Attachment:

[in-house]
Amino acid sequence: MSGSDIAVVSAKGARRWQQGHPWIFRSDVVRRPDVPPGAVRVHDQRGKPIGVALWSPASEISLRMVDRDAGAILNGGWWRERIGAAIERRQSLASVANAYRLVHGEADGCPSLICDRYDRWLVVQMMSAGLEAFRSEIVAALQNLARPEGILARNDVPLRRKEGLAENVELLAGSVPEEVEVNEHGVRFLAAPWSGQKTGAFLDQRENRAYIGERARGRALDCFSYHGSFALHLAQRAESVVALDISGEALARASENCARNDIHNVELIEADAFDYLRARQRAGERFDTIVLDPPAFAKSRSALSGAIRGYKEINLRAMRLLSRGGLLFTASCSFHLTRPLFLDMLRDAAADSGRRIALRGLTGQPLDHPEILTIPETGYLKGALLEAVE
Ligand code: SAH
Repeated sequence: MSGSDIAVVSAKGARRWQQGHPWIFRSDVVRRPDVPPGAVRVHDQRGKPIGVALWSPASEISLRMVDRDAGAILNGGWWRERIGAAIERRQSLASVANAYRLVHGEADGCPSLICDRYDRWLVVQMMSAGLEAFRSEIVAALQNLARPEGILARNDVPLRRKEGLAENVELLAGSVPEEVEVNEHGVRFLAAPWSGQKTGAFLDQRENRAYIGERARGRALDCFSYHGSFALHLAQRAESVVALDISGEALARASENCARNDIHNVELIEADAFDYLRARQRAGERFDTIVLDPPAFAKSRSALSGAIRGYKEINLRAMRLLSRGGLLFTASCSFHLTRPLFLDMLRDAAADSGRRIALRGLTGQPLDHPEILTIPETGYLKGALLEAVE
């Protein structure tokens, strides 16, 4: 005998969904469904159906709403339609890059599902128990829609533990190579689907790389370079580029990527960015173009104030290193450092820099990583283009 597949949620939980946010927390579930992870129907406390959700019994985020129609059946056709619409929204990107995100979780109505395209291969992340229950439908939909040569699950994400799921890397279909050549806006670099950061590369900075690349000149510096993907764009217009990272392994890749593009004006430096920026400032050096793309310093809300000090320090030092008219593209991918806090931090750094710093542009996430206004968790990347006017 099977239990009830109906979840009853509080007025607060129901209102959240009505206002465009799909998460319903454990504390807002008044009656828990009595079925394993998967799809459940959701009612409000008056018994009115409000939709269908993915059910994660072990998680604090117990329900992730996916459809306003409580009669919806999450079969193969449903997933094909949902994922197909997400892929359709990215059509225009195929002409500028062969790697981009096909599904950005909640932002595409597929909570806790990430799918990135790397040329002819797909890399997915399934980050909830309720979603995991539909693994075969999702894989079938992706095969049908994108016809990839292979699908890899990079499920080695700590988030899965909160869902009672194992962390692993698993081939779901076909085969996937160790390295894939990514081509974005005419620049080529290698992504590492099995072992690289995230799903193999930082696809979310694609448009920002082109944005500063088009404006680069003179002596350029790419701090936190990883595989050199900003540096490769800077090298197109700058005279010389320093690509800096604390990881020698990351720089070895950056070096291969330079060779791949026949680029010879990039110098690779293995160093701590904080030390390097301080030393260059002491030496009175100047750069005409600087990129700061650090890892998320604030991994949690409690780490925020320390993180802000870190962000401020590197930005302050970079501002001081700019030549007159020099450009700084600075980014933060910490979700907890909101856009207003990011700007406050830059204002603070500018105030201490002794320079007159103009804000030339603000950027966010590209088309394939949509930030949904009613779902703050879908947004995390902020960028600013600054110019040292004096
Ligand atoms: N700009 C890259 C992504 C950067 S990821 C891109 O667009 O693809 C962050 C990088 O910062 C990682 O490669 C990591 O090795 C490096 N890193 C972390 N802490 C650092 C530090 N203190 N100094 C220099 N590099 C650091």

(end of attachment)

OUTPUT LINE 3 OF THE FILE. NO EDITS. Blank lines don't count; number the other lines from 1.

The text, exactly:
Ligand code: SAH